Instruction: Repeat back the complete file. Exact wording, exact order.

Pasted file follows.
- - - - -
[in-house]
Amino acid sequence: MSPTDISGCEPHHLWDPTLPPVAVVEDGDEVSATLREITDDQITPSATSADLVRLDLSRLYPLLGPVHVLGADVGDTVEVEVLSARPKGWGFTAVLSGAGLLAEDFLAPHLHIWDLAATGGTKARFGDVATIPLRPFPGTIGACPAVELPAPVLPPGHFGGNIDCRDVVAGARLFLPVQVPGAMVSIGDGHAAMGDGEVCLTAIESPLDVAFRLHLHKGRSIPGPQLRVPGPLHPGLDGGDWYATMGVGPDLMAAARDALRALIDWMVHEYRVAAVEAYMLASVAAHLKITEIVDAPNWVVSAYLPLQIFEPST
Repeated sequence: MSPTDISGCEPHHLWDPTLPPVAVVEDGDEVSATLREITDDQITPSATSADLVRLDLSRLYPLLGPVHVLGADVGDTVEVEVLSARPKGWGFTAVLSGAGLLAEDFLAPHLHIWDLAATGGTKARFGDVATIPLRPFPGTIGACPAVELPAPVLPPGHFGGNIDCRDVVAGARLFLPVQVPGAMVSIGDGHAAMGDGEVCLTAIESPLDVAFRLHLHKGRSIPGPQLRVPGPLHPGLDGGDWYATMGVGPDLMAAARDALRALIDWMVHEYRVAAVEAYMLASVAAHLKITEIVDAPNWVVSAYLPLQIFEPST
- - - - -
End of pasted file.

[in-house]
Amino acid sequence: MSPTDISGCEPHHLWDPTLPPVAVVEDGDEVSATLREITDDQITPSATSADLVRLDLSRLYPLLGPVHVLGADVGDTVEVEVLSARPKGWGFTAVLSGAGLLAEDFLAPHLHIWDLAATGGTKARFGDVATIPLRPFPGTIGACPAVELPAPVLPPGHFGGNIDCRDVVAGARLFLPVQVPGAMVSIGDGHAAMGDGEVCLTAIESPLDVAFRLHLHKGRSIPGPQLRVPGPLHPGLDGGDWYATMGVGPDLMAAARDALRALIDWMVHEYRVAAVEAYMLASVAAHLKITEIVDAPNWVVSAYLPLQIFEPST
Repeated sequence: MSPTDISGCEPHHLWDPTLPPVAVVEDGDEVSATLREITDDQITPSATSADLVRLDLSRLYPLLGPVHVLGADVGDTVEVEVLSARPKGWGFTAVLSGAGLLAEDFLAPHLHIWDLAATGGTKARFGDVATIPLRPFPGTIGACPAVELPAPVLPPGHFGGNIDCRDVVAGARLFLPVQVPGAMVSIGDGHAAMGDGEVCLTAIESPLDVAFRLHLHKGRSIPGPQLRVPGPLHPGLDGGDWYATMGVGPDLMAAARDALRALIDWMVHEYRVAAVEAYMLASVAAHLKITEIVDAPNWVVSAYLPLQIFEPST